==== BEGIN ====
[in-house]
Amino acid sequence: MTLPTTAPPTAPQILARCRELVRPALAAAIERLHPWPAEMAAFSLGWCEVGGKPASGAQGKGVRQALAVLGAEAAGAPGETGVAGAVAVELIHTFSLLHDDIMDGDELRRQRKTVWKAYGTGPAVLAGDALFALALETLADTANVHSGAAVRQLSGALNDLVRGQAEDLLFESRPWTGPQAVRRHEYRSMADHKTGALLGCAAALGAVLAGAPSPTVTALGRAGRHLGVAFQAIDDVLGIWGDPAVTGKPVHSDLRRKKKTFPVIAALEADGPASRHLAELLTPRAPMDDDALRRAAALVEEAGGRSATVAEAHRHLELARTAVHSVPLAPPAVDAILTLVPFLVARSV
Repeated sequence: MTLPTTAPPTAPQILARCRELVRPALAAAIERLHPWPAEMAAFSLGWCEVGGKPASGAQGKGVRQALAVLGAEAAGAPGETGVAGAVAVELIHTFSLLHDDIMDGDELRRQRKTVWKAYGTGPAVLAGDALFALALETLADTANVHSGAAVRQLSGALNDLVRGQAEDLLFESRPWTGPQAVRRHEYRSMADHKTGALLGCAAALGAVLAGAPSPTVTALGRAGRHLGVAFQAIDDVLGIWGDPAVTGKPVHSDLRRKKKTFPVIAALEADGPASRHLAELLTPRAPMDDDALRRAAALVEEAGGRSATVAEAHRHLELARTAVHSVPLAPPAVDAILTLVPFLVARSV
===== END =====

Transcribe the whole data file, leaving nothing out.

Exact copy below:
[in-house]
Amino acid sequence: MTLPTTAPPTAPQILARCRELVRPALAAAIERLHPWPAEMAAFSLGWCEVGGKPASGAQGKGVRQALAVLGAEAAGAPGETGVAGAVAVELIHTFSLLHDDIMDGDELRRQRKTVWKAYGTGPAVLAGDALFALALETLADTANVHSGAAVRQLSGALNDLVRGQAEDLLFESRPWTGPQAVRRHEYRSMADHKTGALLGCAAALGAVLAGAPSPTVTALGRAGRHLGVAFQAIDDVLGIWGDPAVTGKPVHSDLRRKKKTFPVIAALEADGPASRHLAELLTPRAPMDDDALRRAAALVEEAGGRSATVAEAHRHLELARTAVHSVPLAPPAVDAILTLVPFLVARSV
Repeated sequence: MTLPTTAPPTAPQILARCRELVRPALAAAIERLHPWPAEMAAFSLGWCEVGGKPASGAQGKGVRQALAVLGAEAAGAPGETGVAGAVAVELIHTFSLLHDDIMDGDELRRQRKTVWKAYGTGPAVLAGDALFALALETLADTANVHSGAAVRQLSGALNDLVRGQAEDLLFESRPWTGPQAVRRHEYRSMADHKTGALLGCAAALGAVLAGAPSPTVTALGRAGRHLGVAFQAIDDVLGIWGDPAVTGKPVHSDLRRKKKTFPVIAALEADGPASRHLAELLTPRAPMDDDALRRAAALVEEAGGRSATVAEAHRHLELARTAVHSVPLAPPAVDAILTLVPFLVARSV